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Newsletter: Crunch time

A mere two weeks remain in our legislative session and many of the Texas House’s priorities are right on track.

The legislative calendar is filled with deadlines that help ensure bills receive an appropriate amount of discussion and deliberation. The first key deadline hit this pastThursday, which was the last day we could give initial approval to legislation that originated in the House. In the days ahead, the House will turn our attention to bills that started in the Senate.


Before the focus shifts to Senate bills, I want to highlight some of the key priorities that the House addressed with our own legislation and let you know where those bills go from here:

·       We approved a balanced and disciplined budget focused on education, transportation and mental health care. The Senate also passed its own budget proposal, and members of each chamber are now meeting in a conference committee to negotiate a final product.

·       We made the budget more transparent. Over the last three years, the House has worked to end the longtime practice of collecting fees for one purpose but then using those fees to count toward spending on other programs. The House has acted this session to either use fees for their intended purpose, such as trauma care and college financial aid, or to eliminate the fees. I remain hopeful that the Senate will join us in making this a top priority.

·       We dealt with long-term fiscal challenges. The House addressed the long-term solvency of the state employees’ pension program, as well as a shortfall in retired teachers’ health care. We also directed new resources toward state facilities in need of repair and voted to retire state debt more quickly. We are working with the Senate to reach consensus on each of these issues.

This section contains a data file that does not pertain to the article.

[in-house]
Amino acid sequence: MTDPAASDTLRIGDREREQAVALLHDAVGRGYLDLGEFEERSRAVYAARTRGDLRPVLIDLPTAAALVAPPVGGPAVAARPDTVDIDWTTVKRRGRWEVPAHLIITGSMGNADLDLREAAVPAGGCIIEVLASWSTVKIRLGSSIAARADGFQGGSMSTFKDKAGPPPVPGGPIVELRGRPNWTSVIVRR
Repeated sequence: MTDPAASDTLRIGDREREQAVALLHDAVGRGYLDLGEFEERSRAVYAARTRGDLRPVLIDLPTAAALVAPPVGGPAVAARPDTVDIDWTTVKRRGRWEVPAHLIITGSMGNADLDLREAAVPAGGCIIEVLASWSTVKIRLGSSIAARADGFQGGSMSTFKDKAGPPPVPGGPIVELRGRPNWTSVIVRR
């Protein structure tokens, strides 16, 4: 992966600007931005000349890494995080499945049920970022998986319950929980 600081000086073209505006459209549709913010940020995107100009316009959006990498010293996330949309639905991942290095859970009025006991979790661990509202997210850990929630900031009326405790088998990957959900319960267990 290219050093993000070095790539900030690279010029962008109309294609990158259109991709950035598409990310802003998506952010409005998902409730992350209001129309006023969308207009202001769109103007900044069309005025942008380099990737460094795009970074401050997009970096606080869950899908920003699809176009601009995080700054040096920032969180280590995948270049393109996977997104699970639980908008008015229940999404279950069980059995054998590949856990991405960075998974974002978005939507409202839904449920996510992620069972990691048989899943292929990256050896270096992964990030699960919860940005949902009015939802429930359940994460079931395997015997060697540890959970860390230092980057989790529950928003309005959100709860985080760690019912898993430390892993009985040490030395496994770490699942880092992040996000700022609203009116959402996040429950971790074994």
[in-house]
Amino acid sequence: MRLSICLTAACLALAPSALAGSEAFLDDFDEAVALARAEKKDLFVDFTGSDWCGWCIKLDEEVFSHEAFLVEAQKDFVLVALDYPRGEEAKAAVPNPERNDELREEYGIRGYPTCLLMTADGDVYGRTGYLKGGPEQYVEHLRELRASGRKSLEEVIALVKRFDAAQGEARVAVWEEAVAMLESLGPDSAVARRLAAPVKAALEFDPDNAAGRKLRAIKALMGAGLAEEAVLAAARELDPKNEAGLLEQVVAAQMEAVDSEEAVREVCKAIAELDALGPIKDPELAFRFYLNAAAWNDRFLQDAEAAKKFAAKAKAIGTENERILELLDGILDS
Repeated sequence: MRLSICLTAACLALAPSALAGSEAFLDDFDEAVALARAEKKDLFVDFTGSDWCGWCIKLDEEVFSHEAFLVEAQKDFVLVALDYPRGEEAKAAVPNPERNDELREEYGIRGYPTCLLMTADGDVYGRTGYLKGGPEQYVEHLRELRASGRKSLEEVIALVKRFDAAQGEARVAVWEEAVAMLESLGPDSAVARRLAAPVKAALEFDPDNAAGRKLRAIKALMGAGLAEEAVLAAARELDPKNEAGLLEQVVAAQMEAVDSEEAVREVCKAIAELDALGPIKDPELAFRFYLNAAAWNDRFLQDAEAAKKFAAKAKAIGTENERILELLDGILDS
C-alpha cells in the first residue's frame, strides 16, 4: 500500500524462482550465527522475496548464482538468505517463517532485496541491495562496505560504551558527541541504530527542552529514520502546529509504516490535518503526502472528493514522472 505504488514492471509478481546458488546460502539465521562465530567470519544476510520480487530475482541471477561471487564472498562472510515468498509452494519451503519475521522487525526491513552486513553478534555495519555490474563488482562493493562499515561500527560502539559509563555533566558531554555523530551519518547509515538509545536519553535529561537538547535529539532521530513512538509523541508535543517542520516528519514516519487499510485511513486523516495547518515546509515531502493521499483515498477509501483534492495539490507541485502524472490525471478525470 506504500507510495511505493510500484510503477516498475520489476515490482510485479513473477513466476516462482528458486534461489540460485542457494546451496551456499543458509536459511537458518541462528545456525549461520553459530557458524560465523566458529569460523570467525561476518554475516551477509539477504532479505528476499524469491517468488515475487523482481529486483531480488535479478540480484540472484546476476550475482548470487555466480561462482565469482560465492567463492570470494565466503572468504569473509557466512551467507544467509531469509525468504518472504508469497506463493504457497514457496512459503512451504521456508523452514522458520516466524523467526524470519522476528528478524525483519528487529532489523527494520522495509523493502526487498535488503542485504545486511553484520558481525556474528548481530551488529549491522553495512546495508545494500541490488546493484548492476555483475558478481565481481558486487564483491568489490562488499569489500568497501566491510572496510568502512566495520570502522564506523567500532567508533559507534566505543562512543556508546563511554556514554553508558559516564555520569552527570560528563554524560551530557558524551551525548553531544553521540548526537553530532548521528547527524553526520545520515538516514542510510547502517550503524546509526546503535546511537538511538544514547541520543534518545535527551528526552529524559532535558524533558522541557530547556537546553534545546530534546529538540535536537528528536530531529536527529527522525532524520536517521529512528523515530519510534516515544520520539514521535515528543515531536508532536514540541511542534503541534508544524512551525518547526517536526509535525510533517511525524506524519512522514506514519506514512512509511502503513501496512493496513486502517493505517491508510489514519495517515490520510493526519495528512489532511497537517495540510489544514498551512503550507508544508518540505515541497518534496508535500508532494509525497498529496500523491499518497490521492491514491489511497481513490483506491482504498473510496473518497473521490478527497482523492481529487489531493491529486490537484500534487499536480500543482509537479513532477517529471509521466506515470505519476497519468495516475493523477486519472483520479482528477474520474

·        We addressed border security. With overwhelming bipartisan support, the House passed legislation that would bring consistency to our security efforts along the Texas-Mexico border while ensuring that other areas of the state are not left vulnerable. We also provided additional tools to law enforcement and prosecutors to combat drug trafficking and human smuggling. The Senate has passed similar legislation, and I believe we will agree to a solution that makes our entire state safer.

·        We voted for tax relief. The strong performance of our private sector has given the Legislature an opportunity to reduce the tax burden on families and businesses. The House has voted for two major tax-relief proposals, and we are now working out differences with the Senate.

The House has compiled a strong record so far. But our work is not finished. I will continue to update you on the status of key legislation as we head toward the end of our session. I also want to hear from you, so please share your feedback by emailing me at